Edward P. Caffarella, Ph.D.
Professor and Dean
School of Education
State University of New York College at Cortland
Copyright 2005 by Edward P. Caffarella
Revised January 2005Preface
Doctoral Research in Instructional Design and Technology: A Directory of Dissertations, 1977-2004 is a compilation of doctoral dissertations completed during the calendar years 1977 through 2004. The directory includes listings of each student's name, graduation year, dissertation title, institution, and chairperson. This list is cross indexed so that the information can be retrieved in a variety of ways.
One key element in the continued development of the field and profession of instructional design and technology is the research being done by graduate students. This directory provides a complete overview of that doctoral research. This new publication is a compilation of two earlier works and new data from the years 1989-2001. The two earlier editions are Doctoral Research in Instructional Design and Technology: A Directory of Dissertations, 1977-1986 (Caffarella & Sachs, 1988) and Doctoral Research in Instructional Design and Technology: A Directory of Dissertations, 1987-1988 (Caffarella, 1991).
Prior to the publication of this and the earlier directories there was no way to look at all of the doctoral research in instructional design and technology nor any way to compare the kinds of research being done at one institution with that being done at another. The best one could do is to look up the research using a particular topic, subject, or context. Although this piecemeal approach provided some useful information it yielded only a segment of the research in the field. These directories now make it possible to take a closer and more complete look at this significant body of work.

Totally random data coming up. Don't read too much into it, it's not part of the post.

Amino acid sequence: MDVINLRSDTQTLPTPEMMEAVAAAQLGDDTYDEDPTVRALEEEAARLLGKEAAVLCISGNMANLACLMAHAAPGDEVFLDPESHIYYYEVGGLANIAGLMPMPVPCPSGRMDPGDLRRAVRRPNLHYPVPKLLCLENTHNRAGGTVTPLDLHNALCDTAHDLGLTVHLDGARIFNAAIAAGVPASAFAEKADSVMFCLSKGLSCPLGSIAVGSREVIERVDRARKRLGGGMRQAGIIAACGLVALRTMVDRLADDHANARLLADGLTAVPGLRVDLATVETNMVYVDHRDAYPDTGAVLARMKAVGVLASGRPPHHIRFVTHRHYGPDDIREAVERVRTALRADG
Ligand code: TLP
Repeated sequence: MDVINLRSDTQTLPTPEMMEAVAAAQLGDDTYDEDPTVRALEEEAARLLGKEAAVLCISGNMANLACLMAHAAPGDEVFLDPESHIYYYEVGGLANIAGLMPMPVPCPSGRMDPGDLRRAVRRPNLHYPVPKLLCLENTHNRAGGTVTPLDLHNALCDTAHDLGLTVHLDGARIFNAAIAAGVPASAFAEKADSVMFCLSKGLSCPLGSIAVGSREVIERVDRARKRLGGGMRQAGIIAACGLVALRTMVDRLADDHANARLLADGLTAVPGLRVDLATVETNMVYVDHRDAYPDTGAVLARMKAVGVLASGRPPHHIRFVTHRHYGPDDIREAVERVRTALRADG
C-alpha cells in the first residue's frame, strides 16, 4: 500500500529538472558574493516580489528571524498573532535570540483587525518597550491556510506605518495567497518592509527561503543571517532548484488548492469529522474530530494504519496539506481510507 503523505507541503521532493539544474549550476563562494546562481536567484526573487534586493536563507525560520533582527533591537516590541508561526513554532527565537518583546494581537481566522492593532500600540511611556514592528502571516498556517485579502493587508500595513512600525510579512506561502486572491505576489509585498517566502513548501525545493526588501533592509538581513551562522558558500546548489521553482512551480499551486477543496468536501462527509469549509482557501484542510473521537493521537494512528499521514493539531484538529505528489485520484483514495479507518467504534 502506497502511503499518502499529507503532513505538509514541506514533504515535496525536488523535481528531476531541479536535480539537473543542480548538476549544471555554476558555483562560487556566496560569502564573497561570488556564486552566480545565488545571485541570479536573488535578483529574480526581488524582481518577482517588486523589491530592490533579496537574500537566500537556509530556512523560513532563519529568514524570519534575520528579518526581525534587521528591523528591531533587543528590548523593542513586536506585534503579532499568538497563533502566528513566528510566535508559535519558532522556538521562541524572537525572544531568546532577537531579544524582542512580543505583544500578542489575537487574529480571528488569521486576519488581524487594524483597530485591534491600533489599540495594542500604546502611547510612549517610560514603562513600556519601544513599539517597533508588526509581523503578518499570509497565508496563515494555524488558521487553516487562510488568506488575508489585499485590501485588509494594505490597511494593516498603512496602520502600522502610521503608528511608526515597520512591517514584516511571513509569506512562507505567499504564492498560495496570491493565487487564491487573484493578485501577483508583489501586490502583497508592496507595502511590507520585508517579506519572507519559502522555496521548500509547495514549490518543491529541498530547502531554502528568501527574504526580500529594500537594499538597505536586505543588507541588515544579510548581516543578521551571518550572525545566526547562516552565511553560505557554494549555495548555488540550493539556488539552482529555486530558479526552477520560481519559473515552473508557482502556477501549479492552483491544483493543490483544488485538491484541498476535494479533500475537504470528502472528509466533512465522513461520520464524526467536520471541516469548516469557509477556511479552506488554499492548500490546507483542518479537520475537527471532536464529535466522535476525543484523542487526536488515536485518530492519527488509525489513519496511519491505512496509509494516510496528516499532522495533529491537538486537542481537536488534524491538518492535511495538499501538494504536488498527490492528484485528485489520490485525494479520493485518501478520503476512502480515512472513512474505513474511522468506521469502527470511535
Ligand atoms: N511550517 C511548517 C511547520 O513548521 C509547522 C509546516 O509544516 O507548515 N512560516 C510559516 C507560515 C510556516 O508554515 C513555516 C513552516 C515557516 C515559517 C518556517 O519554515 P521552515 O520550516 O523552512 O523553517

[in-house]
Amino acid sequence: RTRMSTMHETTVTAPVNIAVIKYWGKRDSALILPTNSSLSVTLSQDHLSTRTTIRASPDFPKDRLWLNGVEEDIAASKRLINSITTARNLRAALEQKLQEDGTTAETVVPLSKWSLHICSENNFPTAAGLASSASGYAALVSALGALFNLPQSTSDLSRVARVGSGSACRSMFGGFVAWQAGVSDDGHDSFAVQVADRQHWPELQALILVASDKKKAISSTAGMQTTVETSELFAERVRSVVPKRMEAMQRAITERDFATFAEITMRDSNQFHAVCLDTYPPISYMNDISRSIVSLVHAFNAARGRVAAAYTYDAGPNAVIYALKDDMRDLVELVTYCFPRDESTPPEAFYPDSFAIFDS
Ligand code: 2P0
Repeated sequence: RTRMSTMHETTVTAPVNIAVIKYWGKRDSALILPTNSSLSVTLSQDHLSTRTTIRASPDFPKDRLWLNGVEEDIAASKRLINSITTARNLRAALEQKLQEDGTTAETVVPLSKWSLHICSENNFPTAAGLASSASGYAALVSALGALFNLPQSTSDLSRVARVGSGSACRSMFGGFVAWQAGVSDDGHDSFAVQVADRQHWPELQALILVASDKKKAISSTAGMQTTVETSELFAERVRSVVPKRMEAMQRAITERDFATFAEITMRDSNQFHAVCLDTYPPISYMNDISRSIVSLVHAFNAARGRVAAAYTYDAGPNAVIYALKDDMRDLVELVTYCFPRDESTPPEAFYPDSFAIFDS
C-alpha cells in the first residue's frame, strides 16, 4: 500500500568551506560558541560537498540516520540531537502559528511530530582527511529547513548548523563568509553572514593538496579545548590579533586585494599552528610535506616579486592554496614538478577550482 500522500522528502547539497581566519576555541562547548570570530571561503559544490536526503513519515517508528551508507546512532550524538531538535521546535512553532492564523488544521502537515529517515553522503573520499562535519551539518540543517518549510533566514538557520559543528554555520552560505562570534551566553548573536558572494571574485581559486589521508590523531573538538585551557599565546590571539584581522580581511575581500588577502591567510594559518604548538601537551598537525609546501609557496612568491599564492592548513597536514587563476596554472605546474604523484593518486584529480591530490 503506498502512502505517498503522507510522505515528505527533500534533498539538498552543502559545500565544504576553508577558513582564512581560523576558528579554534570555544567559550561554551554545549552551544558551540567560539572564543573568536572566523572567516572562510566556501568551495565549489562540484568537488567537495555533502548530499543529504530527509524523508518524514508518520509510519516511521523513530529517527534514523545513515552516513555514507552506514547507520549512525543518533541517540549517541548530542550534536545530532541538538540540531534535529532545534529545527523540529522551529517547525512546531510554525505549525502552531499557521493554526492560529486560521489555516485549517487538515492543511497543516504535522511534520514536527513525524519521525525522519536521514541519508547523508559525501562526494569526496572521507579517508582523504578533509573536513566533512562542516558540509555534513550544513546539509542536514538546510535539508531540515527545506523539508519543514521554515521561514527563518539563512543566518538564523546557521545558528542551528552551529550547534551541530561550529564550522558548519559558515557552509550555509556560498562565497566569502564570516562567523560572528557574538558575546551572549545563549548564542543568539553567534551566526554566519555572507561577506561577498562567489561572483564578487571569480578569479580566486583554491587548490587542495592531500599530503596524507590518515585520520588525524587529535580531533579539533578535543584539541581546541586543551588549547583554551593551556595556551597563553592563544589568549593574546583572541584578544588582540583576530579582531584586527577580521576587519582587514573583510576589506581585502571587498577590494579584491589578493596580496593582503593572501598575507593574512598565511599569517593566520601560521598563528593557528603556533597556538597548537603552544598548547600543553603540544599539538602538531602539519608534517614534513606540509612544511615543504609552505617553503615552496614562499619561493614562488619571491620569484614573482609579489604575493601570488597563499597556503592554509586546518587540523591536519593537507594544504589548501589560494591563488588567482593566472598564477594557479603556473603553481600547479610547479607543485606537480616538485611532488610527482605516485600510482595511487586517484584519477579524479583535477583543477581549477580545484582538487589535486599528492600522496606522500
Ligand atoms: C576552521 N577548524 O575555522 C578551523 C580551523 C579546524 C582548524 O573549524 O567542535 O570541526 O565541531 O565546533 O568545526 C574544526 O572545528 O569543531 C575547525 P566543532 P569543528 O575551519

This directory provides an opportunity to better define the research in the field of educational technology and will help the profession to identify valuable studies and research trends. By building upon the research of others, future researchers can advance the field more collectively than could be done by one individual working in isolation.
Particular thanks is extended to the many faculty members who provided the lists of their graduates and dissertation titles. Without these lists this project would not have been possible. Ultimately, thanks are extended to the new doctoral graduates in instructional design and technology who wrote the dissertations included in this directory. With them lies the future of the field.
Click Here to Access 'The Directory of Dissertations'